Gideon, however, was a sweet, silly boy, who would not hurt anyone (even his fight with Toby happened because Toby pushed and pushed him).   He got  along with the birds, and he was a good foster-father to M’s border terrier, Truman.  Except for Toby, all my dogs were friends with him as well.

One of my favorite stories about Gideon is something M. told me:  one day she heard him making a sound to alert her that something was not right.  She came in to find that he was herding something very carefully between his paws, like he’d done on occasion with the birds.  It was a mouse.  A wild mouse that had gotten in the house, and Gideon had a look on his face like, I guess this is a new pet, so I better be careful with it!  That was typical Gideon behavior!

Gideon’s passing was both unexpected and really stressful.  He seemed ill, and because our regular vets were out of town,  M took him to another vet.  I went with her that first visit, and to say there were incompetent would be putting it mildly.  The vet had a list of things she needed to give him (a wormer, something for the diarrhea he didn’t have) before she even examined him, because she’d heard “raw food diet” and made assumptions.  They eventually “diagnosed” him with a UTI and sent him home.  He didn’t get better, and we noticed he looked disturbingly bloated.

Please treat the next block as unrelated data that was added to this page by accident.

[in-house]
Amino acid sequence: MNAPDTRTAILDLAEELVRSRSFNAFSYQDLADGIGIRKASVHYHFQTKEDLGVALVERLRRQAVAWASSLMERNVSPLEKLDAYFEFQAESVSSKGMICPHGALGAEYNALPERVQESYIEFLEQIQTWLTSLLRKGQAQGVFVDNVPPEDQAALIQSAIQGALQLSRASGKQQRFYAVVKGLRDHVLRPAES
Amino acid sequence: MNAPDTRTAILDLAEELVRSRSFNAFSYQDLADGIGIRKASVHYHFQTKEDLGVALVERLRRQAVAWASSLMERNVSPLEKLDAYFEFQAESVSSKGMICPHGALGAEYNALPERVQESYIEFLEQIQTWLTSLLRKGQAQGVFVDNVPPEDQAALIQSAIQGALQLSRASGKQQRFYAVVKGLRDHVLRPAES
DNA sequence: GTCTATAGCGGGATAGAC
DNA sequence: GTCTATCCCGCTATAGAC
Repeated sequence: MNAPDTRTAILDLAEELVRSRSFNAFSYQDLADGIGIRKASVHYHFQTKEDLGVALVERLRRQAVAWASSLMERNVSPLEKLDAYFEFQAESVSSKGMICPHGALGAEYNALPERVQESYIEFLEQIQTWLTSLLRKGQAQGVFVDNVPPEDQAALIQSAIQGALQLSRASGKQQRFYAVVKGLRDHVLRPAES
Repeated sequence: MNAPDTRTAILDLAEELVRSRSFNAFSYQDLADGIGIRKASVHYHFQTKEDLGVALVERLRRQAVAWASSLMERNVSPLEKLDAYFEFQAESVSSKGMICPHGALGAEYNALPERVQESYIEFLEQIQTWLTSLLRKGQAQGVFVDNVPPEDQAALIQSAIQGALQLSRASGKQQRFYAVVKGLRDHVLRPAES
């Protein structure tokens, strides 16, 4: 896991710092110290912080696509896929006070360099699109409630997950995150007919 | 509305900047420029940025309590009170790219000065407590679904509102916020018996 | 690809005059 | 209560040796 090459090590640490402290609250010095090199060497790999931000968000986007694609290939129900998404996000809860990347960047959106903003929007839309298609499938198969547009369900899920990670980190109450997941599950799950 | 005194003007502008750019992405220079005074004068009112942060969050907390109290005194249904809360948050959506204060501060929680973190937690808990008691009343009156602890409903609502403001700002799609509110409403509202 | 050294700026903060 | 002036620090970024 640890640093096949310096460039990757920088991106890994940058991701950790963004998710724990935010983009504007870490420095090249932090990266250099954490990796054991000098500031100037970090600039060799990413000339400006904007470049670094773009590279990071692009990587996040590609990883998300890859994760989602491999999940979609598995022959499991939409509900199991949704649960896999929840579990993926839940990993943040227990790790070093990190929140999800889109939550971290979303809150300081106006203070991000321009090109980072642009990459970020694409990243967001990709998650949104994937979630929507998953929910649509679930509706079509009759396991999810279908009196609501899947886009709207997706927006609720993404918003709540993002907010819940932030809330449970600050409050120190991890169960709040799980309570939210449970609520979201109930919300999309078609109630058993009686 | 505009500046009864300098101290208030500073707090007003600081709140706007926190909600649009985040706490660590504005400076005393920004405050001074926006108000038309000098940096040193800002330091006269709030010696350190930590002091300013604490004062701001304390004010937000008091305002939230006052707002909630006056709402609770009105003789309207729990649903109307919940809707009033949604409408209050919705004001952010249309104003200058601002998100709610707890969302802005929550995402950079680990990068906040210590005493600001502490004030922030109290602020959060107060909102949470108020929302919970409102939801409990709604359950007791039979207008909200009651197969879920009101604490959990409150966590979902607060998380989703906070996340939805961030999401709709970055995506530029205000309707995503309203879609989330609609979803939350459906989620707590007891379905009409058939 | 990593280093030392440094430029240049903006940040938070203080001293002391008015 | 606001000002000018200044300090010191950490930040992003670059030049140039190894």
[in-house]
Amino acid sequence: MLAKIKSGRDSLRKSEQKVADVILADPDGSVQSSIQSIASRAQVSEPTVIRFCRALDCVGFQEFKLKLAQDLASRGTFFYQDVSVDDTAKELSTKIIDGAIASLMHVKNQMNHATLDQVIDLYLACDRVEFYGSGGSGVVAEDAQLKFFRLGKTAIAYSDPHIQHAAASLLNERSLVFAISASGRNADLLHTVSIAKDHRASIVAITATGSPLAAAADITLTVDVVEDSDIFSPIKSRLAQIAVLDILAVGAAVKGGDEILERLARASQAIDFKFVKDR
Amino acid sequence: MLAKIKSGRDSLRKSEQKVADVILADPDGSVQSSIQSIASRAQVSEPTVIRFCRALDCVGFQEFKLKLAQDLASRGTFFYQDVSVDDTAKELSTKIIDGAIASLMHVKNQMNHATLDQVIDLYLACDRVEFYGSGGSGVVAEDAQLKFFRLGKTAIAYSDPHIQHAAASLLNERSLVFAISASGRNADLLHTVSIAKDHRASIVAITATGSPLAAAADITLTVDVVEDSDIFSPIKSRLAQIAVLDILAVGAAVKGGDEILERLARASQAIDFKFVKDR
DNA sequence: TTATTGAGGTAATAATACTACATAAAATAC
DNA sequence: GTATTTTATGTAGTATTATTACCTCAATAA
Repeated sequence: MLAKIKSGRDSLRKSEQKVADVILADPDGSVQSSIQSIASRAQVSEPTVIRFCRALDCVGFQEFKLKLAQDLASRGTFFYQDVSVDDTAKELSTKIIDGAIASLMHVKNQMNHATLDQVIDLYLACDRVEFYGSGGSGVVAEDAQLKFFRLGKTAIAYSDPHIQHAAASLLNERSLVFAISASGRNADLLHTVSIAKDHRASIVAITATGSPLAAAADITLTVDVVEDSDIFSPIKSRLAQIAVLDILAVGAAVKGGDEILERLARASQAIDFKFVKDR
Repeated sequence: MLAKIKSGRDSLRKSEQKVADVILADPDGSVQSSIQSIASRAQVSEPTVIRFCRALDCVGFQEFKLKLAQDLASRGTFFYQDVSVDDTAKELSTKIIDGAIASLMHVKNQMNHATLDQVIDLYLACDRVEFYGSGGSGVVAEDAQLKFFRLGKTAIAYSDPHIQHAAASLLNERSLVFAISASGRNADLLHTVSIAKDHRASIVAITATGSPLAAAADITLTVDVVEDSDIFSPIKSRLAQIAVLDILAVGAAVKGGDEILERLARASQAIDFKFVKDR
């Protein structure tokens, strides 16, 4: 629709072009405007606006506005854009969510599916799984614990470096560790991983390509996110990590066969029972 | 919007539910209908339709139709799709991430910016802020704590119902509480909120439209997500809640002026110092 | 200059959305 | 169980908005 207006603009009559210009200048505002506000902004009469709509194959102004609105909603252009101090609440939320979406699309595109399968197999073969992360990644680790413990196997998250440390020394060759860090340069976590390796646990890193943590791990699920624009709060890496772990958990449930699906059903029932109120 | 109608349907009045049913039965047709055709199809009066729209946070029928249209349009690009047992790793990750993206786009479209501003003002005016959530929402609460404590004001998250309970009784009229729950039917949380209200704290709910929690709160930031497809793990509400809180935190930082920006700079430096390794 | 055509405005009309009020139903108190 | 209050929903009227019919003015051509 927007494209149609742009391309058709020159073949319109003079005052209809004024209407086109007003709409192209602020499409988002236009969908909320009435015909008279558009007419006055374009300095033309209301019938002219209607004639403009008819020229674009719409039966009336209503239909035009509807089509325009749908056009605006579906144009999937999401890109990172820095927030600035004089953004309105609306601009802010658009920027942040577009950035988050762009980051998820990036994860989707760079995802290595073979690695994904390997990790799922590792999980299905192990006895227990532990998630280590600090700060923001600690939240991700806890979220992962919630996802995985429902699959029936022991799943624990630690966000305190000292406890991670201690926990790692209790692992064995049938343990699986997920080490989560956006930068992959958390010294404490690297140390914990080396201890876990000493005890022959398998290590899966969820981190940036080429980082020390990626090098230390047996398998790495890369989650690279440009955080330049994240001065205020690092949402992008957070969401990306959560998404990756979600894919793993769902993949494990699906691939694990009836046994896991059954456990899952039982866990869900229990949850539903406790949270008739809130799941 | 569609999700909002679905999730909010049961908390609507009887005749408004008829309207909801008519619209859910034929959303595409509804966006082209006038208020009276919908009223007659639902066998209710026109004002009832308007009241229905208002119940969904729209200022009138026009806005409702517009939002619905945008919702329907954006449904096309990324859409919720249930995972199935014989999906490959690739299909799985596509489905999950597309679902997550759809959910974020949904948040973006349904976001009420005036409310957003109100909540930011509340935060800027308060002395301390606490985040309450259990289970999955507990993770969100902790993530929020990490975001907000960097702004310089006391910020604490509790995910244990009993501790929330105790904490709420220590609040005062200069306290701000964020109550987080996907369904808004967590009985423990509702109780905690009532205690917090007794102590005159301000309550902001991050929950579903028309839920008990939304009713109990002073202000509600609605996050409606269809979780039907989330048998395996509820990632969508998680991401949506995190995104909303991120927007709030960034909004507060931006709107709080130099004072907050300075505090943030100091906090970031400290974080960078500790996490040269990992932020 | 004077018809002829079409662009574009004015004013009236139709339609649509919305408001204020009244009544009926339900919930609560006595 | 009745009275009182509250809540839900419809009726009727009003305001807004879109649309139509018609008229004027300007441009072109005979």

He was.  Because his abdomen was filling up with blood.  Once M. got him to our regular vets, they were able to come up with a diagnosis, which, quoting M, was:  “He has a stomach 1/2 full of rocks, stomach lining torn, battered bladder wall, rocks in his intestines, and blood and pus (peritonitis) surrounding his intestines and most of his organs–and that’s just some of it.”   And yes, it was something he ate, but it was not his raw chicken:  Gideon had been eating the lava rocks used for landscaping in the backyard.  It was these lava rocks that killed him.  He was diagnosed on Friday, and on the following Monday, we had to make that last trip to the vet with him.  It was utterly heartbreaking, and everyone cried, including our vets.

(Cautionary note:  lava rocks are very abrasive and if ingested, can kill dogs.  Gideon was a poop eater–he was probably eating the rocks with feces on them.  But any dog might find them appealing to chew.  Also, another popular landscaping mulch is made from cocoa, also deadly to dogs.  Please be super careful about what you use in your yard, if you have dogs.  You never know what they’ll eat.)